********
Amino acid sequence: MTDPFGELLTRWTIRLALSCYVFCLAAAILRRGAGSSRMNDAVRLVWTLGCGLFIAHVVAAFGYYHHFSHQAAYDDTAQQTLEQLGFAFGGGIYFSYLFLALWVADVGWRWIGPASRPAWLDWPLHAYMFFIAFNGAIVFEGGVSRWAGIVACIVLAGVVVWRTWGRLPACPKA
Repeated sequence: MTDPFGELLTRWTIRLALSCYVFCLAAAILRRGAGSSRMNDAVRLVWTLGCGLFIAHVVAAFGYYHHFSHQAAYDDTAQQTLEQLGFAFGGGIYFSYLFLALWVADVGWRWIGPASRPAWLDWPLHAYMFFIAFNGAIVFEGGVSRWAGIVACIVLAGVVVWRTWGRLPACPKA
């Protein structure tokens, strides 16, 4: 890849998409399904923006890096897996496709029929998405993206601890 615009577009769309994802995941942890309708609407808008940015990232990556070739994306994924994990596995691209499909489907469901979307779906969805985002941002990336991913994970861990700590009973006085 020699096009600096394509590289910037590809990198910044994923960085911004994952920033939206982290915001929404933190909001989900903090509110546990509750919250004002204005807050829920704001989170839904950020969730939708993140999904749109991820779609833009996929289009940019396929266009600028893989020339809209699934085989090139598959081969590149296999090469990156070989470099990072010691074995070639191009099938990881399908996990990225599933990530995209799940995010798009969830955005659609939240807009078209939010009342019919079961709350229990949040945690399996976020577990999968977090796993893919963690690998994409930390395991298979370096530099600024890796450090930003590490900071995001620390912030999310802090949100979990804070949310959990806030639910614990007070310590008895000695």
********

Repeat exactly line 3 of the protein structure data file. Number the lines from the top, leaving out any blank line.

């Protein structure tokens, strides 16, 4: 890849998409399904923006890096897996496709029929998405993206601890 615009577009769309994802995941942890309708609407808008940015990232990556070739994306994924994990596995691209499909489907469901979307779906969805985002941002990336991913994970861990700590009973006085 020699096009600096394509590289910037590809990198910044994923960085911004994952920033939206982290915001929404933190909001989900903090509110546990509750919250004002204005807050829920704001989170839904950020969730939708993140999904749109991820779609833009996929289009940019396929266009600028893989020339809209699934085989090139598959081969590149296999090469990156070989470099990072010691074995070639191009099938990881399908996990990225599933990530995209799940995010798009969830955005659609939240807009078209939010009342019919079961709350229990949040945690399996976020577990999968977090796993893919963690690998994409930390395991298979370096530099600024890796450090930003590490900071995001620390912030999310802090949100979990804070949310959990806030639910614990007070310590008895000695």